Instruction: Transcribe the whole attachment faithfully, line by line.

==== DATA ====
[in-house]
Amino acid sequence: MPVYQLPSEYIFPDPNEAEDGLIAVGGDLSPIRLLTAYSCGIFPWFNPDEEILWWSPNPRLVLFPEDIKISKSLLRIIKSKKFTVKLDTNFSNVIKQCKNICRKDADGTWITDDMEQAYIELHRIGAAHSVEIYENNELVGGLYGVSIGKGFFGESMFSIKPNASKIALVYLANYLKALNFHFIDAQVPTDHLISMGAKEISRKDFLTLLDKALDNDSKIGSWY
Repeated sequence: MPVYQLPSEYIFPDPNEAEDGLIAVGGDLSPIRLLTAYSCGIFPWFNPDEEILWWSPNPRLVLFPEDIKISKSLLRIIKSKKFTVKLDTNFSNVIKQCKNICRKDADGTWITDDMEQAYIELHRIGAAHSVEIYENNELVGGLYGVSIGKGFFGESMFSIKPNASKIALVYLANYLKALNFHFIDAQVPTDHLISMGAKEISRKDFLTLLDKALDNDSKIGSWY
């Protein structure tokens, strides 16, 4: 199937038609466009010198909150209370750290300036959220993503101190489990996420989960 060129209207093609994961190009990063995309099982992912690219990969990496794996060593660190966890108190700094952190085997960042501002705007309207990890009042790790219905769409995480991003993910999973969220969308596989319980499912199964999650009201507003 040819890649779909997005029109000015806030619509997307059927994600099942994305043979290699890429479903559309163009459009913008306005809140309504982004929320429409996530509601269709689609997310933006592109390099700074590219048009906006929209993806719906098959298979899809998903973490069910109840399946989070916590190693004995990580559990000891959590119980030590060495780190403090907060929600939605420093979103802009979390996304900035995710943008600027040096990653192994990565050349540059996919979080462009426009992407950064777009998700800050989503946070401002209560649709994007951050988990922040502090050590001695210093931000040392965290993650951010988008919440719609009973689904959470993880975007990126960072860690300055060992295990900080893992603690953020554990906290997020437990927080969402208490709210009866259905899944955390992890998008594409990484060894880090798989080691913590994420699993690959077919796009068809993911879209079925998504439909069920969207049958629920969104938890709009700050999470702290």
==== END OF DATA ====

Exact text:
[in-house]
Amino acid sequence: MPVYQLPSEYIFPDPNEAEDGLIAVGGDLSPIRLLTAYSCGIFPWFNPDEEILWWSPNPRLVLFPEDIKISKSLLRIIKSKKFTVKLDTNFSNVIKQCKNICRKDADGTWITDDMEQAYIELHRIGAAHSVEIYENNELVGGLYGVSIGKGFFGESMFSIKPNASKIALVYLANYLKALNFHFIDAQVPTDHLISMGAKEISRKDFLTLLDKALDNDSKIGSWY
Repeated sequence: MPVYQLPSEYIFPDPNEAEDGLIAVGGDLSPIRLLTAYSCGIFPWFNPDEEILWWSPNPRLVLFPEDIKISKSLLRIIKSKKFTVKLDTNFSNVIKQCKNICRKDADGTWITDDMEQAYIELHRIGAAHSVEIYENNELVGGLYGVSIGKGFFGESMFSIKPNASKIALVYLANYLKALNFHFIDAQVPTDHLISMGAKEISRKDFLTLLDKALDNDSKIGSWY
């Protein structure tokens, strides 16, 4: 199937038609466009010198909150209370750290300036959220993503101190489990996420989960 060129209207093609994961190009990063995309099982992912690219990969990496794996060593660190966890108190700094952190085997960042501002705007309207990890009042790790219905769409995480991003993910999973969220969308596989319980499912199964999650009201507003 040819890649779909997005029109000015806030619509997307059927994600099942994305043979290699890429479903559309163009459009913008306005809140309504982004929320429409996530509601269709689609997310933006592109390099700074590219048009906006929209993806719906098959298979899809998903973490069910109840399946989070916590190693004995990580559990000891959590119980030590060495780190403090907060929600939605420093979103802009979390996304900035995710943008600027040096990653192994990565050349540059996919979080462009426009992407950064777009998700800050989503946070401002209560649709994007951050988990922040502090050590001695210093931000040392965290993650951010988008919440719609009973689904959470993880975007990126960072860690300055060992295990900080893992603690953020554990906290997020437990927080969402208490709210009866259905899944955390992890998008594409990484060894880090798989080691913590994420699993690959077919796009068809993911879209079925998504439909069920969207049958629920969104938890709009700050999470702290």